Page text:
A quick note on Luigi Einaudi
By Alberto Mingardi
I was recently in Portugal for the “Estoril Political Forum“, masterly organised by Joao Carlos Espada. This was an uplifting event: we listened to many interesting speeches, in a room packed with hundreds of Portuguese students in the social sciences.
I chaired an “Einaudi Lunch.” The Forum has lunches and dinners named after great figures, such as George Washington, Winston Churchill, and Konrad Adenauer. Luigi Einaudi parted company with them; he was a lesser statesman, but he was also a scholar. In a way, Einaudi was the Italian Wilhelm Roepke and the Italian Konrad Adenauer in one man.
Luigi Einaudi was born in 1874, and died in 1961. Right after WWII, Einaudi was Governor of the Bank of Italy and later Minister of Finance. In these capacities, he laid the groundwork for the so-called Italian “economic miracle” by stabilizing the Italian economy and pursuing the necessary reforms to re-establish trust in market institutions.
His experience as a practical politician was brief, though. In 1948, in recognition of his international prestige, he was elected President of the newly-born Italian Republic (though he himself was a monarchist). Many believed he was kicked upstairs. In a way, one major difference between Italy and Germany is that Einaudi was virtually alone in his efforts. In Germany, the Ordo-liberals preached to the public when Erhard was transforming their ideas into policy (see David Henderson on the German economic miracle)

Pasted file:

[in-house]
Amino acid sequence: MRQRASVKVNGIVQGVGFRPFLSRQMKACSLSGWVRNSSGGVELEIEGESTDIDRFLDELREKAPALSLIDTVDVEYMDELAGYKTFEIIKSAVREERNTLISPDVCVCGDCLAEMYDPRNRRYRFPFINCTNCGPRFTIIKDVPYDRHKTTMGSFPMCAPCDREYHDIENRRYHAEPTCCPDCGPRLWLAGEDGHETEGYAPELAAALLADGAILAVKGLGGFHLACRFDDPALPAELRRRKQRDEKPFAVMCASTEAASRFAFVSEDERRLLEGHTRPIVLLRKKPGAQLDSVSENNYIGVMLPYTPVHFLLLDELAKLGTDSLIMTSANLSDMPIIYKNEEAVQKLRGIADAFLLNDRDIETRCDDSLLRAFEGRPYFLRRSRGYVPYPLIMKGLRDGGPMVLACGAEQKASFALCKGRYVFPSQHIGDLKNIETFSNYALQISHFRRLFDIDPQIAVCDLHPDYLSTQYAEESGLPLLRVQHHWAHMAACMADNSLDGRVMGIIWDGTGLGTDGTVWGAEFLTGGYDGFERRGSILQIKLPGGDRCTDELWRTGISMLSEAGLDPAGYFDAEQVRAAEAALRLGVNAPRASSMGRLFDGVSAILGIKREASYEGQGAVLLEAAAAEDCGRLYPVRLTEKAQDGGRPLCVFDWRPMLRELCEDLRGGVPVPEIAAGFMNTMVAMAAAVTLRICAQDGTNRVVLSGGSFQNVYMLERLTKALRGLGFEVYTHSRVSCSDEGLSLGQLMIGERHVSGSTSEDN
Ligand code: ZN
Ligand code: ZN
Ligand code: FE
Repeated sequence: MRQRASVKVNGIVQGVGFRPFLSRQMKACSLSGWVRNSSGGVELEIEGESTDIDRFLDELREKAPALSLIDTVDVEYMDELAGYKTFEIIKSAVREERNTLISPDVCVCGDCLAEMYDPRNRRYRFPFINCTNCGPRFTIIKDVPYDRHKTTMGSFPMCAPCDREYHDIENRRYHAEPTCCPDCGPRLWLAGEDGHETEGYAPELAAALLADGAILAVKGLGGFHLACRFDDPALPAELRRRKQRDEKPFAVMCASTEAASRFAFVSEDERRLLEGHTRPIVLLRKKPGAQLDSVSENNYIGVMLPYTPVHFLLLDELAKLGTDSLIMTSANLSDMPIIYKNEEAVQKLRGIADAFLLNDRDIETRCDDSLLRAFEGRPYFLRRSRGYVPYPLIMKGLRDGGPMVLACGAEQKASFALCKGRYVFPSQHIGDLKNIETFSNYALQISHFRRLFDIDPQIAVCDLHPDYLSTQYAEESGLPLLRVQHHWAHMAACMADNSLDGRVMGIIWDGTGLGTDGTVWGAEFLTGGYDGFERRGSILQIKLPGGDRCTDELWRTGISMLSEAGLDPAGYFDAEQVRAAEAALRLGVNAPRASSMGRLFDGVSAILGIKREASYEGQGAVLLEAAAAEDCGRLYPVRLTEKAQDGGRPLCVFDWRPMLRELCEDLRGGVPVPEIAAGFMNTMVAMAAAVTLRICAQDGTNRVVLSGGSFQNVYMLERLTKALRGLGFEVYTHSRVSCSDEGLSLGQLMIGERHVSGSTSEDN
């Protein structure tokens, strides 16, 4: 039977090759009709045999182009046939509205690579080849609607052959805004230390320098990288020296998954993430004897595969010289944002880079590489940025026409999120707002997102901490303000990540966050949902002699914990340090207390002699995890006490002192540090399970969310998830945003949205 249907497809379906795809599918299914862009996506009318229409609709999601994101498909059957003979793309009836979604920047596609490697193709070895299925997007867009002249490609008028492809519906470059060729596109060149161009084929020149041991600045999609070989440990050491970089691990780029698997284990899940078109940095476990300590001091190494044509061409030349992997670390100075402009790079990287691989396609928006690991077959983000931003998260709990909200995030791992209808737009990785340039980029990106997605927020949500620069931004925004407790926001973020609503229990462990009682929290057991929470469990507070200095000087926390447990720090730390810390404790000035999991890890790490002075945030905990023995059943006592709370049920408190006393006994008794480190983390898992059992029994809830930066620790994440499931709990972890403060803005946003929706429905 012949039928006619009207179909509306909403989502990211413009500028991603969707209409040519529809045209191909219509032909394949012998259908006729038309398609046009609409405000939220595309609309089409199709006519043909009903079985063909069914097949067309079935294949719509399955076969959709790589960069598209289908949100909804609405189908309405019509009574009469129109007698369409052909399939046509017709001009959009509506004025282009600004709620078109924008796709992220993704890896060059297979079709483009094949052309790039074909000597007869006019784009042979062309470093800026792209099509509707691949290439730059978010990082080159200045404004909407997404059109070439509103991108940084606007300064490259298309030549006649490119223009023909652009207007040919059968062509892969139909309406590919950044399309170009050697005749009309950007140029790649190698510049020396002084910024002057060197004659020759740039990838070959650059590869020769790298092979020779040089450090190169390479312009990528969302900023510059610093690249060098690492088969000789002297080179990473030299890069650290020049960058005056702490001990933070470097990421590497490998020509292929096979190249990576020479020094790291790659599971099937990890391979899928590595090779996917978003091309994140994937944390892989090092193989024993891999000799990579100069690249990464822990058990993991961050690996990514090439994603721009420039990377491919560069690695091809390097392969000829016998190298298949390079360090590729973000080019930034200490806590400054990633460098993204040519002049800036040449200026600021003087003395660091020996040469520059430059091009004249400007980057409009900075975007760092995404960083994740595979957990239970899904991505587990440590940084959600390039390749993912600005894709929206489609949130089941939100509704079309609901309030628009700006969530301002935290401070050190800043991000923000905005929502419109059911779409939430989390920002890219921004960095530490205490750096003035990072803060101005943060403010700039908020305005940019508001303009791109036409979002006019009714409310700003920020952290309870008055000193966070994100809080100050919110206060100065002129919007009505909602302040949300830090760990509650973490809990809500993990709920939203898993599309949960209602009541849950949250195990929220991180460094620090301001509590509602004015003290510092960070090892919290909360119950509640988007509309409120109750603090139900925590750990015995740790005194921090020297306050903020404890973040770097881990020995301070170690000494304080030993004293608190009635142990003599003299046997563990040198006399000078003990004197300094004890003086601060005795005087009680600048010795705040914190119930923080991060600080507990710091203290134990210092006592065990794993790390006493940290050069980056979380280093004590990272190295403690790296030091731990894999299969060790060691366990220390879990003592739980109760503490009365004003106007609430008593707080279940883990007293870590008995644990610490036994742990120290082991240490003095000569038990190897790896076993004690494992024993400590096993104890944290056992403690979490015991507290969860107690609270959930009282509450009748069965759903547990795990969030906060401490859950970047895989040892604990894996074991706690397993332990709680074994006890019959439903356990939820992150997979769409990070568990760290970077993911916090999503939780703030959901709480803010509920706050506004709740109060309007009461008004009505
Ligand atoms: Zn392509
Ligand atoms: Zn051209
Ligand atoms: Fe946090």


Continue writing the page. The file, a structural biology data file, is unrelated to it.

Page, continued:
Einaudi’s career as an intellectual was remarkably long and fruitful. He was Professor of public finance at the University of Turin from 1902. He was a gifted writer. He wrote in crystal-clear Italian and his writing style is still enjoyable today, showing just minor scratches of time.
He published numerous essays and monographs and had a lifelong love affair with journalism. He was for forty years the Italian correspondent for The Economist. He became kind of a household name, in a time when the newspapers were really the main arena for exchanging ideas. Between 1896 and 1925–when he stopped writing after the the fascist regime took power–Einaudi published about 400 columns in La Stampa and about 1,700 in the Corriere della Sera. On Einaudi’s journalism. see this paper by Giovanni Pavanelli.
In his columns, Einaudi preached the importance of free trade and competition, as well as the virtues of frugality in public spending and fairness in taxation to cure the evils of the Italian economy and particularly the one great evil of the Italian society: corruption and cronyism. No wonder he himself considered most of his articles “useless sermons.”
In 1922, Einaudi admonished Italians that “it is easier to hope to solve a complex problem with quick and energetic means, than to actually solve it.” His caveat against the myth of all-effective, problem-solving “strong men” fell on deaf ears.
Einaudi is not very well known outside of Italy–and in Italy is less known as a thinker than as a public figure and as the father of a successful publisher. Palgrave has published a selection of his numerous essays. I highly commend to you his 1933 critique of Keynesian recipes, “My plan is not the one of Keynes.”